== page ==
I really appreciated the informative and supportive comments of my readers regarding my toddler’s sleep situation. Thank you, all!
Last night I tried an earlier bedtime. V was showing signs of being tired (rubbing her eyes, being less coordinated, arguing with me at a pitch slightly closer to hysteria), so we started our bedtime ritual earlier. A cup of milk, brushing teeth and washing hands, reading books in bed together, then the night-night CD, lights out and me lying beside her. It was going very well.
Until it wasn’t. She just wasn’t going to sleep. She was lying there quietly, but her eyes were open. Eventually, she started standing on her head and giving me the “aren’t I mischievous?” grin. I decided to take someone’s advice and take advantage of V’s advanced language skills. I told her that it was time to sleep. I told her that if she wanted Mommy to lie down with her (always careful to use the correct verb), she had to go to sleep. Finally, I explained that if she didn’t go to sleep, Mommy was going to go in the other room and not lie down with her.
And my obstinate little child told me to “Go away. I want you to leave.”
I wasn’t even out the door when the tears started. I walked down the hall to where Odie was enjoying what I hope someday will be “our” evening and informed him, “In a minute, she’s going to come crying down the hall.” I implored him. “Please don’t greet her. Don’t say anything to her. Just pick her up and carry her back to bed. I’ll come in to talk to her in five minutes.”
One thing about Odie, he is always ready to help. Love that about him. He scooped her right up and took her down the hall.
I watched the clock for what seemed like an eternity listening to my daughter wailing, “I want my mommy!” I was tired enough to be pretty tough about it, but when she cried, “Mommy, come back, pleeeeeaaaaaassssse!” I almost lost my shit. It’s usually amazingly fun that V talks so much and so well, but when she uses that talent as a weapon to break my heart: less fun.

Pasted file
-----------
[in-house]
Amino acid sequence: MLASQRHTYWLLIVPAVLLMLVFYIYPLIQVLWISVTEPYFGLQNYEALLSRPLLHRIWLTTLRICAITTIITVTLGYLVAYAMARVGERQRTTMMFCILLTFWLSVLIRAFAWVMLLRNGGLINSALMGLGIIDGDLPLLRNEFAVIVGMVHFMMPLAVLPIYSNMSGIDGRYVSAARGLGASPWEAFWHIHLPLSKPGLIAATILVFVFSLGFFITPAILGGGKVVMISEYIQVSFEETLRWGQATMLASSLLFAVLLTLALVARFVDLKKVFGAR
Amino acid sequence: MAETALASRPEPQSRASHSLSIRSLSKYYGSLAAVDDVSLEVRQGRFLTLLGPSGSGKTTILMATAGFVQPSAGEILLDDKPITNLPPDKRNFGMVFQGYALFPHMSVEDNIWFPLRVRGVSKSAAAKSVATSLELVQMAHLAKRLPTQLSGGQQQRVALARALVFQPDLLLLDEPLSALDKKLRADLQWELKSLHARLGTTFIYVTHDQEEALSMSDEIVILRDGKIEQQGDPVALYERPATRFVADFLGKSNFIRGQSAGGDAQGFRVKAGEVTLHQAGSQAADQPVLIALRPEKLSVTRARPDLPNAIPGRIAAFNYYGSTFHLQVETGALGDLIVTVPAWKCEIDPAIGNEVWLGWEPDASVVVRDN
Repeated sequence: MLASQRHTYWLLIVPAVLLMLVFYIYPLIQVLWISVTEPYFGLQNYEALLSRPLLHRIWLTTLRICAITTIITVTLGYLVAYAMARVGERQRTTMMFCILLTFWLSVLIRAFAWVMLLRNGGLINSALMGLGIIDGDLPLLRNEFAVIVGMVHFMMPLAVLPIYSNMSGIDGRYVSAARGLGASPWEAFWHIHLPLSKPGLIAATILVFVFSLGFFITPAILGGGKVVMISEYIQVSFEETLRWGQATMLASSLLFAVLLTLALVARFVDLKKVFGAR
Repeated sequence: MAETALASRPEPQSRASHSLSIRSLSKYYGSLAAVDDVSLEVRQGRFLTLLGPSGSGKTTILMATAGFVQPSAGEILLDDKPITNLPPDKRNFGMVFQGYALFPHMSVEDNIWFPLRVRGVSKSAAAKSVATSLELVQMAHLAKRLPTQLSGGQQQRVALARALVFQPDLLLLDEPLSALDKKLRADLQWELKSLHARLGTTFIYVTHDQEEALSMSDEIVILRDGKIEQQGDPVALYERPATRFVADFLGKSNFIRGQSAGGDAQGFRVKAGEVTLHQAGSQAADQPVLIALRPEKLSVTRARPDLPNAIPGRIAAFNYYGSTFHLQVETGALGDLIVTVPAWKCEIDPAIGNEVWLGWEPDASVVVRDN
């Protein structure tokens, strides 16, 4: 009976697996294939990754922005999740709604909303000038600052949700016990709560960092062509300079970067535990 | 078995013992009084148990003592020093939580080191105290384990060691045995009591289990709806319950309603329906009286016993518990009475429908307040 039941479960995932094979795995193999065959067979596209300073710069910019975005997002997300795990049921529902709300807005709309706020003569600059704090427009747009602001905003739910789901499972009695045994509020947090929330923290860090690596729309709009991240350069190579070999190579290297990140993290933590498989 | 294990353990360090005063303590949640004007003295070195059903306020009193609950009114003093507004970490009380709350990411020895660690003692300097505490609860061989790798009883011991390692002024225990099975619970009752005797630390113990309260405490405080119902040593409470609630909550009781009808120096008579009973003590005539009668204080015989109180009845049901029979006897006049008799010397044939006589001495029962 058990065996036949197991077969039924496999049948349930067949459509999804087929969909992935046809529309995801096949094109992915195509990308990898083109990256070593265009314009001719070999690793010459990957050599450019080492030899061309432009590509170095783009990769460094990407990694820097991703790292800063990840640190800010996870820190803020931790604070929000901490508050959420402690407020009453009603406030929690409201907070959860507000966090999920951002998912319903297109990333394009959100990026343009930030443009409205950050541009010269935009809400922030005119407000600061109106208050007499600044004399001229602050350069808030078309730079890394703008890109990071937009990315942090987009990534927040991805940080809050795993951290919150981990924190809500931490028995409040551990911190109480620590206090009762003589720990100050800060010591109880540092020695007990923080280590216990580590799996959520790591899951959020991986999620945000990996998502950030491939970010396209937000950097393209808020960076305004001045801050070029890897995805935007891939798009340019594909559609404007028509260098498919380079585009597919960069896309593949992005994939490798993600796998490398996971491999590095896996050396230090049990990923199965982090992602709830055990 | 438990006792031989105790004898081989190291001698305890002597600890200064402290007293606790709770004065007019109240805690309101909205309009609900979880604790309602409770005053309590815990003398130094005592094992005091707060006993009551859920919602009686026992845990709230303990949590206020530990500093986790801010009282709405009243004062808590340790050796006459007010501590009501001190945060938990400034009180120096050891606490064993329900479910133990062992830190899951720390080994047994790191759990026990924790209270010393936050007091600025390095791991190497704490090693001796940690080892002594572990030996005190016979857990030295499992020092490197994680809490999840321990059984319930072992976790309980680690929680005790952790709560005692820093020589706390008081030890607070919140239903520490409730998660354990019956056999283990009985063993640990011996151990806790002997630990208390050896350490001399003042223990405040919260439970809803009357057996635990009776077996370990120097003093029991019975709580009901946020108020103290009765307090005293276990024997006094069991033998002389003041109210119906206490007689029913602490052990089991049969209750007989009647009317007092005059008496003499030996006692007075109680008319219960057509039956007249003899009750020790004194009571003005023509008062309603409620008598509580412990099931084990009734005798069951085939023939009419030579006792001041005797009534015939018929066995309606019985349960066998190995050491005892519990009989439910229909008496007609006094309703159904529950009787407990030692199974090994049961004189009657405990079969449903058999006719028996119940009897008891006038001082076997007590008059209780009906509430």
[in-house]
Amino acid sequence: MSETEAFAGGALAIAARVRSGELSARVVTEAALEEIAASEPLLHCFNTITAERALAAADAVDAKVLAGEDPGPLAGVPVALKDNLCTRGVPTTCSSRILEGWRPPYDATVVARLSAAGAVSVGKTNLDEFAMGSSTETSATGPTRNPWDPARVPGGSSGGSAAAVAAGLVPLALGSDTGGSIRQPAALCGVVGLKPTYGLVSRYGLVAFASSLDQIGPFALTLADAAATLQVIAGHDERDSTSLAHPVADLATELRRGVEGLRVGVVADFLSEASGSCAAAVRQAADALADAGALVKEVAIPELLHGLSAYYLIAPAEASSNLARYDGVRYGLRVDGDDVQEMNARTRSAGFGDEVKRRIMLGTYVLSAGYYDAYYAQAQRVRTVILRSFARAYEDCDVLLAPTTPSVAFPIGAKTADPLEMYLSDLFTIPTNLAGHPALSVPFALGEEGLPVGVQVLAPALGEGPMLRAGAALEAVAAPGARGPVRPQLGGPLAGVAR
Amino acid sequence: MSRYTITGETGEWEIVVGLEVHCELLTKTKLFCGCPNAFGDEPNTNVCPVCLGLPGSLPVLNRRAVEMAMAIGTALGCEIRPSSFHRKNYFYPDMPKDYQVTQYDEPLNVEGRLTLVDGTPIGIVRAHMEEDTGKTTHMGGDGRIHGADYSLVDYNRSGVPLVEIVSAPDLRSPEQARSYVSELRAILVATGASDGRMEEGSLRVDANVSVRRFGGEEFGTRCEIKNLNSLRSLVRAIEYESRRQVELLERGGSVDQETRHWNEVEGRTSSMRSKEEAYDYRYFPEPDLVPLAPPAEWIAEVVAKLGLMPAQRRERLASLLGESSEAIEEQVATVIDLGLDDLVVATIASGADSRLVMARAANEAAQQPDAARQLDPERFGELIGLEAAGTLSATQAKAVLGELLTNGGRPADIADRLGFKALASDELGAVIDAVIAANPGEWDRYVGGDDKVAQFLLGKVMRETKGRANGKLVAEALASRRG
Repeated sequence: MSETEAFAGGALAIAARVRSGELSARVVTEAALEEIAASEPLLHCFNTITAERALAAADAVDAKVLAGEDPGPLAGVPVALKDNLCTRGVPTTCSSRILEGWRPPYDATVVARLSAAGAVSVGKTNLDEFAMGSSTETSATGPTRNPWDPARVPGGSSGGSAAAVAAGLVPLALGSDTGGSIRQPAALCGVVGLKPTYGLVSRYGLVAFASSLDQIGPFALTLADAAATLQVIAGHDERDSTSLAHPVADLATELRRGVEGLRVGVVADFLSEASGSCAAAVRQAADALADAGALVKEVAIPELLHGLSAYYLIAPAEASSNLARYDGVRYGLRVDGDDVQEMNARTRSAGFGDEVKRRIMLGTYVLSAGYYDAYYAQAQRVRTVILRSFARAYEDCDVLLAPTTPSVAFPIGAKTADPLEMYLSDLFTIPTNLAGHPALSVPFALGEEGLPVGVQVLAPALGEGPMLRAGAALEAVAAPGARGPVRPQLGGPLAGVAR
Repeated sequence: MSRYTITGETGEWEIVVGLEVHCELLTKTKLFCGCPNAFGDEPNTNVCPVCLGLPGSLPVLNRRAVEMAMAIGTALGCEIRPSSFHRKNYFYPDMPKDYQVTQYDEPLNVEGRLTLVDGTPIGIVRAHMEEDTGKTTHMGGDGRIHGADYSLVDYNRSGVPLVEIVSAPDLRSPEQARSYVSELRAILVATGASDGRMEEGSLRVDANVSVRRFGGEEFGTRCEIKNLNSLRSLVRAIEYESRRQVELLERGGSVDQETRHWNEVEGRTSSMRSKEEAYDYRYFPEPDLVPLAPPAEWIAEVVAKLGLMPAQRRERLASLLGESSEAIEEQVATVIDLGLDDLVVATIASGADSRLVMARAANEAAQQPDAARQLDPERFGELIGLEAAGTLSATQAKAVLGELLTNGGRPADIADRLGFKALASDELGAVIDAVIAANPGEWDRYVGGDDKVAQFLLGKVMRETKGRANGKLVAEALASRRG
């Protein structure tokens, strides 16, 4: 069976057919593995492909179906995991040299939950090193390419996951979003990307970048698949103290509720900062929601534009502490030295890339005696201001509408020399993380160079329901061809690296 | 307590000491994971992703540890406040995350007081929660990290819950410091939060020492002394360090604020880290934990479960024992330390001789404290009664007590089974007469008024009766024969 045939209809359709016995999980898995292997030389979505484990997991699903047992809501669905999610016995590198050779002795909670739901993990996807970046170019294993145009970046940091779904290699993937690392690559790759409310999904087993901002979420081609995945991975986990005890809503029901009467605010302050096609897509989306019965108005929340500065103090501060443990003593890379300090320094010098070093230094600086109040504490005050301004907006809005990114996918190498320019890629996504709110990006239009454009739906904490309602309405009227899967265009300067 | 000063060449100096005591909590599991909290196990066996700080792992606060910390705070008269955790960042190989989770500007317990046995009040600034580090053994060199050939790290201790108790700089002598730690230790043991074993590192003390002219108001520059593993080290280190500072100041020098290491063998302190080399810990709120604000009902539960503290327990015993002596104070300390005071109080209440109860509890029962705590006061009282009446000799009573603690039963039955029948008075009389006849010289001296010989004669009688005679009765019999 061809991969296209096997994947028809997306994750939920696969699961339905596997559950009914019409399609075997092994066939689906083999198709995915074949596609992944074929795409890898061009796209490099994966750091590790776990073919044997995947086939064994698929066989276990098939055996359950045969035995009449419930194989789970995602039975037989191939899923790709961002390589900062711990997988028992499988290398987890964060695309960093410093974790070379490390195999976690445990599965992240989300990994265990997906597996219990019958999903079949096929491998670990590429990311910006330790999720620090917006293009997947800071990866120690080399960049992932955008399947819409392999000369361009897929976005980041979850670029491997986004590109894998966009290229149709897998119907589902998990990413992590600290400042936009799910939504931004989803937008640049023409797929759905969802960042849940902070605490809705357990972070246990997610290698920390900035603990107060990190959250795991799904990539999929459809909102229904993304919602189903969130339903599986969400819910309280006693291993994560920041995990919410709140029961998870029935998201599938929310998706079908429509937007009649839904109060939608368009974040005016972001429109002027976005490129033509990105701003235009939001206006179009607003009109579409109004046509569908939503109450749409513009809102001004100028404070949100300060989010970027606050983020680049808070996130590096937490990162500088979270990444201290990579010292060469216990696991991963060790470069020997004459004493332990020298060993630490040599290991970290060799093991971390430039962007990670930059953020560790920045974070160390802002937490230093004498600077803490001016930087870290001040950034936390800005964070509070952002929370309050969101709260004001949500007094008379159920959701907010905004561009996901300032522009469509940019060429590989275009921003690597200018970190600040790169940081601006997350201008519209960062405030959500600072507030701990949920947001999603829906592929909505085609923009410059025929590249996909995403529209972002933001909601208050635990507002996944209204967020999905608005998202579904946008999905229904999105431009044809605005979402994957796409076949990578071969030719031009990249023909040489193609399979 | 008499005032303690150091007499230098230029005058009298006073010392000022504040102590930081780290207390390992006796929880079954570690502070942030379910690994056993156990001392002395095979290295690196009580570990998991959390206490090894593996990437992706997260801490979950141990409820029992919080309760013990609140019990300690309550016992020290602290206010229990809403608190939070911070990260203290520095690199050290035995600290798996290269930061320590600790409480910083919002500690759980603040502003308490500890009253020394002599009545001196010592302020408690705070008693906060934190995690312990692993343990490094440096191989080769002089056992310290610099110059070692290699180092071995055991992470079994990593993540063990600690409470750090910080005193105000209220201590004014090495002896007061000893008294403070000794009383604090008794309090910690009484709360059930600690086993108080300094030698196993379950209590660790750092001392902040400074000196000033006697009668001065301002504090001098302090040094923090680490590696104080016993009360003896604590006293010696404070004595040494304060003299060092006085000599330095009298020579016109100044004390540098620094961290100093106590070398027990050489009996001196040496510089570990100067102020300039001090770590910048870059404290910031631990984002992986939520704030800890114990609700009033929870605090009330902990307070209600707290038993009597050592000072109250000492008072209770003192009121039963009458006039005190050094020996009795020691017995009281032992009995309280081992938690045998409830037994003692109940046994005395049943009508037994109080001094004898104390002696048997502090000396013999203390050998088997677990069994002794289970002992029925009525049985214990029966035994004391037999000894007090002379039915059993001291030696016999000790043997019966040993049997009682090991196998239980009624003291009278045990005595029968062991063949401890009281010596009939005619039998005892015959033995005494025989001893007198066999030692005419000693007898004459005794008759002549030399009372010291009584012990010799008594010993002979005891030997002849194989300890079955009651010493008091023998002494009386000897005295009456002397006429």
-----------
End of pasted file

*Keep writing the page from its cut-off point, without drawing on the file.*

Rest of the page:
After five minutes, I calmly returned to the bedroom. V had cried the whole time. I told her that I would lie down with her if she would go to sleep. Are you ready to go to sleep now, I inquired.
“Yes,” she lied.
We tried the whole routine again fifteen minutes later. This time, I stayed away for ten minutes instead of five. After I came back, she sniffled and hiccupped and fell asleep after about fifteen minutes of me lying with her.
Victory. A small one. It was 8:4o p.m. instead of 9:20 p.m., so I got a little time to watch some TV and read my Nook.
She whined more than usual in the night, but overall, we slept okay. When I stopped breastfeeding her in the middle of the night, she cried so hard for one night. She begged and pleaded and grabbed at me and threw herself on the mattress in despair. But the next night, she was over it. She’s dramatic, yet adaptable. I’m hoping this ends up being the case with sleep training as well.
One of my friends related a story about someone who still snuggles her second-grader to sleep every night. I don’t want that to be me, but I can see how it happens. What it comes down to is this: if everyone is happy with the arrangement, then have at it. Cuddle them until they leave for college if that’s what brings you all joy. It isn’t for me. I miss cuddling my husband. I miss having more than 4 inches of mattress between me and a tumble to the floor. I want my child to learn to fall asleep by herself in her own bed. For selfish reasons? You bet. For unselfish reasons? Affirmative there too. When it comes to parenting, one thing I’ve learned is that if what you’re doing is making you resent your child, it needs to change.
I love my daughter more than words can express. And I consider myself skilled with words. A writer can describe what it feels like to be a mother, but nothing quite gets it right. The only thing more baffling than the love I feel is the frustration and helplessness I often feel. Even though she’s my first of two children, she isn’t pancake batter. I can’t have a practice one and then get the next one right. The responsibility is enormous. Her personality is set at age three. I’ve got one year to make sure I don’t turn her into a sociopath.
I’m pretty sure 5 minutes of crying isn’t going to do it. Okay, ten, but we’re still good.